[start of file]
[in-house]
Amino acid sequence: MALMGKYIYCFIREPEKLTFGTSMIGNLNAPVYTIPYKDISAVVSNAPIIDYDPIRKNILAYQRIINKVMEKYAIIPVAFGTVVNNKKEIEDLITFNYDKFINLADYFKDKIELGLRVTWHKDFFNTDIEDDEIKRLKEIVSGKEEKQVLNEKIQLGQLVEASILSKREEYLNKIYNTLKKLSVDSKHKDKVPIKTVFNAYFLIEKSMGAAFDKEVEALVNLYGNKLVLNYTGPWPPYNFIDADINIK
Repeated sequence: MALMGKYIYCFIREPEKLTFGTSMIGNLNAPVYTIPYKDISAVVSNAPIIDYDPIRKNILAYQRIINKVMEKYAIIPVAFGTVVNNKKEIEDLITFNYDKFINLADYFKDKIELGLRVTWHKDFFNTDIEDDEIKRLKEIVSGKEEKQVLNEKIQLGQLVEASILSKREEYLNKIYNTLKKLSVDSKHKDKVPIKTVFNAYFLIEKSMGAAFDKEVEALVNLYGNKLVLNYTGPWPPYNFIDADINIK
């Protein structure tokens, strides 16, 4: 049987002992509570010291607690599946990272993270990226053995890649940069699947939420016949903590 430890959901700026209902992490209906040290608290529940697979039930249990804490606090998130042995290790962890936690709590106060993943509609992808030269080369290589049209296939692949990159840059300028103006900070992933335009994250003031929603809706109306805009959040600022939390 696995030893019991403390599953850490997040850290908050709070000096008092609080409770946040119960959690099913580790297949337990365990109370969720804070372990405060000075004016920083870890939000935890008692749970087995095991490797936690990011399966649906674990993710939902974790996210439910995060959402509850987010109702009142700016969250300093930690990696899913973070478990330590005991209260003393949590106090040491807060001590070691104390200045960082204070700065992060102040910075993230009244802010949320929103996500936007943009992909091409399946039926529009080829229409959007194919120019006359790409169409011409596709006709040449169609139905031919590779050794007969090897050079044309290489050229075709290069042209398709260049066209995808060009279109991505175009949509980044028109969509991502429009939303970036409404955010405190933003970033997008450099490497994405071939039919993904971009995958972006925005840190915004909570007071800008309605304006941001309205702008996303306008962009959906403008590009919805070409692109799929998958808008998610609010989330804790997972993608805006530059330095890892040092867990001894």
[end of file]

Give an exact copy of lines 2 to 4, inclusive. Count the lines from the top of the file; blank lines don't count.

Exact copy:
Amino acid sequence: MALMGKYIYCFIREPEKLTFGTSMIGNLNAPVYTIPYKDISAVVSNAPIIDYDPIRKNILAYQRIINKVMEKYAIIPVAFGTVVNNKKEIEDLITFNYDKFINLADYFKDKIELGLRVTWHKDFFNTDIEDDEIKRLKEIVSGKEEKQVLNEKIQLGQLVEASILSKREEYLNKIYNTLKKLSVDSKHKDKVPIKTVFNAYFLIEKSMGAAFDKEVEALVNLYGNKLVLNYTGPWPPYNFIDADINIK
Repeated sequence: MALMGKYIYCFIREPEKLTFGTSMIGNLNAPVYTIPYKDISAVVSNAPIIDYDPIRKNILAYQRIINKVMEKYAIIPVAFGTVVNNKKEIEDLITFNYDKFINLADYFKDKIELGLRVTWHKDFFNTDIEDDEIKRLKEIVSGKEEKQVLNEKIQLGQLVEASILSKREEYLNKIYNTLKKLSVDSKHKDKVPIKTVFNAYFLIEKSMGAAFDKEVEALVNLYGNKLVLNYTGPWPPYNFIDADINIK
């Protein structure tokens, strides 16, 4: 049987002992509570010291607690599946990272993270990226053995890649940069699947939420016949903590 430890959901700026209902992490209906040290608290529940697979039930249990804490606090998130042995290790962890936690709590106060993943509609992808030269080369290589049209296939692949990159840059300028103006900070992933335009994250003031929603809706109306805009959040600022939390 696995030893019991403390599953850490997040850290908050709070000096008092609080409770946040119960959690099913580790297949337990365990109370969720804070372990405060000075004016920083870890939000935890008692749970087995095991490797936690990011399966649906674990993710939902974790996210439910995060959402509850987010109702009142700016969250300093930690990696899913973070478990330590005991209260003393949590106090040491807060001590070691104390200045960082204070700065992060102040910075993230009244802010949320929103996500936007943009992909091409399946039926529009080829229409959007194919120019006359790409169409011409596709006709040449169609139905031919590779050794007969090897050079044309290489050229075709290069042209398709260049066209995808060009279109991505175009949509980044028109969509991502429009939303970036409404955010405190933003970033997008450099490497994405071939039919993904971009995958972006925005840190915004909570007071800008309605304006941001309205702008996303306008962009959906403008590009919805070409692109799929998958808008998610609010989330804790997972993608805006530059330095890892040092867990001894």